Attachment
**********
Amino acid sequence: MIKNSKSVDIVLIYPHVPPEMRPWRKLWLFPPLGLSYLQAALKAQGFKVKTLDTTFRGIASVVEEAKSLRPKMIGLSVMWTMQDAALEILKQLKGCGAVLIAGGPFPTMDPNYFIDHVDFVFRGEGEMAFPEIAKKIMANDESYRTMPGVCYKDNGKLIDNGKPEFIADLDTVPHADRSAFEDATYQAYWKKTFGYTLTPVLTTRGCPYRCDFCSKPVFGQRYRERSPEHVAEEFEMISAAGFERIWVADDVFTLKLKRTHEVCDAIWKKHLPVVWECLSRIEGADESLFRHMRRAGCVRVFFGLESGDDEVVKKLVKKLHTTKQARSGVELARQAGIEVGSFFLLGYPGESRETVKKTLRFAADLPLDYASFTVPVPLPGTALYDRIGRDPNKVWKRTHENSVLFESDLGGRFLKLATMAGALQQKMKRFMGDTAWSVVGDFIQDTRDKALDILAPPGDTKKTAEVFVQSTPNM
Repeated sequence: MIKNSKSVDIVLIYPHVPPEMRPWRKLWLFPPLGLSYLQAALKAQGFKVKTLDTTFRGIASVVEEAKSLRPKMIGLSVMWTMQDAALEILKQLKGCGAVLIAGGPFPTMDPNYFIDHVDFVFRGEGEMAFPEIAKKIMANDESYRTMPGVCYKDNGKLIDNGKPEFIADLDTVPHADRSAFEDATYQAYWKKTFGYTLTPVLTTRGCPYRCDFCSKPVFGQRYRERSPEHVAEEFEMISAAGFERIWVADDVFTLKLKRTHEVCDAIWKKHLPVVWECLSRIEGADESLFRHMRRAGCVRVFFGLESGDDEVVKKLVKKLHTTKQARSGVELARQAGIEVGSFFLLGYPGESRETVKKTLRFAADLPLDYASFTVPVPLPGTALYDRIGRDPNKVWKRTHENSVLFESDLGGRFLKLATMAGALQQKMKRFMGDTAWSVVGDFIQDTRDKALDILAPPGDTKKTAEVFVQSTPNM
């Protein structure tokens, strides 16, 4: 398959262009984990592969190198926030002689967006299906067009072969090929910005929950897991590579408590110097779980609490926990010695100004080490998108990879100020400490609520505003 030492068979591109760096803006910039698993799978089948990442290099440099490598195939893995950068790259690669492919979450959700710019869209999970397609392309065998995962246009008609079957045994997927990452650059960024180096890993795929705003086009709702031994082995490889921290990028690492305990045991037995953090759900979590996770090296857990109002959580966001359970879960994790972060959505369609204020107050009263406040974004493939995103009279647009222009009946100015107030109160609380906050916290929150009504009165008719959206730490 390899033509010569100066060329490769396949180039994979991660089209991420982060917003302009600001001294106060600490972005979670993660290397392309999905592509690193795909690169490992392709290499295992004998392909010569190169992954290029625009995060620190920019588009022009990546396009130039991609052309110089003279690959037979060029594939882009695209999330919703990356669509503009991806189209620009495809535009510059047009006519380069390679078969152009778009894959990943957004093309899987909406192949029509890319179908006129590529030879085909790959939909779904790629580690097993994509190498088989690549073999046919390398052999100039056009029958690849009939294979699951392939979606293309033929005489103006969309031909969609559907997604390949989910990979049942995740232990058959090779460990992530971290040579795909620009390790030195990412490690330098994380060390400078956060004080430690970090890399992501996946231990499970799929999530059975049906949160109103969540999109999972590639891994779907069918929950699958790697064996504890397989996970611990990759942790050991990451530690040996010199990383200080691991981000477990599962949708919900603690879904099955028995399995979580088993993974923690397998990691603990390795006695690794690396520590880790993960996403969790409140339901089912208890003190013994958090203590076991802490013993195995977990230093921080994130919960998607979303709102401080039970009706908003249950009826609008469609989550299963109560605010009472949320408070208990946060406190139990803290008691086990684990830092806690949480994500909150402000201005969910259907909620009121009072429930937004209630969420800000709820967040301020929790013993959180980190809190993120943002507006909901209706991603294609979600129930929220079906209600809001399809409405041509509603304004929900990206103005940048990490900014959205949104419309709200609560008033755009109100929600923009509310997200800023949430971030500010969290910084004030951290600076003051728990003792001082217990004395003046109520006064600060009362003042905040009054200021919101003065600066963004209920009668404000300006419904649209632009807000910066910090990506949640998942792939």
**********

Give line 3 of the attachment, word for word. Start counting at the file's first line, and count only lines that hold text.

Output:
């Protein structure tokens, strides 16, 4: 398959262009984990592969190198926030002689967006299906067009072969090929910005929950897991590579408590110097779980609490926990010695100004080490998108990879100020400490609520505003 030492068979591109760096803006910039698993799978089948990442290099440099490598195939893995950068790259690669492919979450959700710019869209999970397609392309065998995962246009008609079957045994997927990452650059960024180096890993795929705003086009709702031994082995490889921290990028690492305990045991037995953090759900979590996770090296857990109002959580966001359970879960994790972060959505369609204020107050009263406040974004493939995103009279647009222009009946100015107030109160609380906050916290929150009504009165008719959206730490 390899033509010569100066060329490769396949180039994979991660089209991420982060917003302009600001001294106060600490972005979670993660290397392309999905592509690193795909690169490992392709290499295992004998392909010569190169992954290029625009995060620190920019588009022009990546396009130039991609052309110089003279690959037979060029594939882009695209999330919703990356669509503009991806189209620009495809535009510059047009006519380069390679078969152009778009894959990943957004093309899987909406192949029509890319179908006129590529030879085909790959939909779904790629580690097993994509190498088989690549073999046919390398052999100039056009029958690849009939294979699951392939979606293309033929005489103006969309031909969609559907997604390949989910990979049942995740232990058959090779460990992530971290040579795909620009390790030195990412490690330098994380060390400078956060004080430690970090890399992501996946231990499970799929999530059975049906949160109103969540999109999972590639891994779907069918929950699958790697064996504890397989996970611990990759942790050991990451530690040996010199990383200080691991981000477990599962949708919900603690879904099955028995399995979580088993993974923690397998990691603990390795006695690794690396520590880790993960996403969790409140339901089912208890003190013994958090203590076991802490013993195995977990230093921080994130919960998607979303709102401080039970009706908003249950009826609008469609989550299963109560605010009472949320408070208990946060406190139990803290008691086990684990830092806690949480994500909150402000201005969910259907909620009121009072429930937004209630969420800000709820967040301020929790013993959180980190809190993120943002507006909901209706991603294609979600129930929220079906209600809001399809409405041509509603304004929900990206103005940048990490900014959205949104419309709200609560008033755009109100929600923009509310997200800023949430971030500010969290910084004030951290600076003051728990003792001082217990004395003046109520006064600060009362003042905040009054200021919101003065600066963004209920009668404000300006419904649209632009807000910066910090990506949640998942792939």